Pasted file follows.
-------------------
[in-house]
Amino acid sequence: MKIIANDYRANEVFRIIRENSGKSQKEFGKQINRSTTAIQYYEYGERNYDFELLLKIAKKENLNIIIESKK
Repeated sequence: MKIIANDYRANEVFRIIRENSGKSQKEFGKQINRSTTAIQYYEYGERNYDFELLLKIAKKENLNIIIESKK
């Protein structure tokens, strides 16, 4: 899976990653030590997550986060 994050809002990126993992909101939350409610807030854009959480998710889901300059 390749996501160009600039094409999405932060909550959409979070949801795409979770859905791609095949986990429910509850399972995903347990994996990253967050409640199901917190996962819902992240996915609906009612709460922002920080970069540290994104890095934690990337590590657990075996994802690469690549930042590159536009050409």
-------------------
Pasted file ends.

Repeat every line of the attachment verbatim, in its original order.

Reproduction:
[in-house]
Amino acid sequence: MKIIANDYRANEVFRIIRENSGKSQKEFGKQINRSTTAIQYYEYGERNYDFELLLKIAKKENLNIIIESKK
Repeated sequence: MKIIANDYRANEVFRIIRENSGKSQKEFGKQINRSTTAIQYYEYGERNYDFELLLKIAKKENLNIIIESKK
């Protein structure tokens, strides 16, 4: 899976990653030590997550986060 994050809002990126993992909101939350409610807030854009959480998710889901300059 390749996501160009600039094409999405932060909550959409979070949801795409979770859905791609095949986990429910509850399972995903347990994996990253967050409640199901917190996962819902992240996915609906009612709460922002920080970069540290994104890095934690990337590590657990075996994802690469690549930042590159536009050409």